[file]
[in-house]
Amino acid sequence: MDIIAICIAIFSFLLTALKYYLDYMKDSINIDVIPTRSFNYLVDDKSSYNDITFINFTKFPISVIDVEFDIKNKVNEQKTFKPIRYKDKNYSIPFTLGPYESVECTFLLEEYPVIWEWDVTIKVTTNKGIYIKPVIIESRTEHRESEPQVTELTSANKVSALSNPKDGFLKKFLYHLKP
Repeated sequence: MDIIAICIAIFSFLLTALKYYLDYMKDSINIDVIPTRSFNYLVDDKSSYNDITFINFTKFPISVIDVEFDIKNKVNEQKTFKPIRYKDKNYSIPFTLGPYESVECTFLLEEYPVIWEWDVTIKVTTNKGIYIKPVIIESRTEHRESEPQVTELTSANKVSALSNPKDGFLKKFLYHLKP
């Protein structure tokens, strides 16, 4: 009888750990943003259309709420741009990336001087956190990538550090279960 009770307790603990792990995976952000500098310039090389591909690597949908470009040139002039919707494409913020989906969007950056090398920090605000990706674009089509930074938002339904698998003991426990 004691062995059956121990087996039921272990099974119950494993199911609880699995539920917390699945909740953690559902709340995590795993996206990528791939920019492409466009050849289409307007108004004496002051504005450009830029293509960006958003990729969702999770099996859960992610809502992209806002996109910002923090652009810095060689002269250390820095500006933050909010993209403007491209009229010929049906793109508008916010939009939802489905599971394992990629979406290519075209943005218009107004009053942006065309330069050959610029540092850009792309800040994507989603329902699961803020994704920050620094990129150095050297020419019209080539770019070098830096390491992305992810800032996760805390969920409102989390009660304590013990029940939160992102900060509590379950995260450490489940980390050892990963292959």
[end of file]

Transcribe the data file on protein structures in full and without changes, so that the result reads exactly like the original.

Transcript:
[in-house]
Amino acid sequence: MDIIAICIAIFSFLLTALKYYLDYMKDSINIDVIPTRSFNYLVDDKSSYNDITFINFTKFPISVIDVEFDIKNKVNEQKTFKPIRYKDKNYSIPFTLGPYESVECTFLLEEYPVIWEWDVTIKVTTNKGIYIKPVIIESRTEHRESEPQVTELTSANKVSALSNPKDGFLKKFLYHLKP
Repeated sequence: MDIIAICIAIFSFLLTALKYYLDYMKDSINIDVIPTRSFNYLVDDKSSYNDITFINFTKFPISVIDVEFDIKNKVNEQKTFKPIRYKDKNYSIPFTLGPYESVECTFLLEEYPVIWEWDVTIKVTTNKGIYIKPVIIESRTEHRESEPQVTELTSANKVSALSNPKDGFLKKFLYHLKP
């Protein structure tokens, strides 16, 4: 009888750990943003259309709420741009990336001087956190990538550090279960 009770307790603990792990995976952000500098310039090389591909690597949908470009040139002039919707494409913020989906969007950056090398920090605000990706674009089509930074938002339904698998003991426990 004691062995059956121990087996039921272990099974119950494993199911609880699995539920917390699945909740953690559902709340995590795993996206990528791939920019492409466009050849289409307007108004004496002051504005450009830029293509960006958003990729969702999770099996859960992610809502992209806002996109910002923090652009810095060689002269250390820095500006933050909010993209403007491209009229010929049906793109508008916010939009939802489905599971394992990629979406290519075209943005218009107004009053942006065309330069050959610029540092850009792309800040994507989603329902699961803020994704920050620094990129150095050297020419019209080539770019070098830096390491992305992810800032996760805390969920409102989390009660304590013990029940939160992102900060509590379950995260450490489940980390050892990963292959």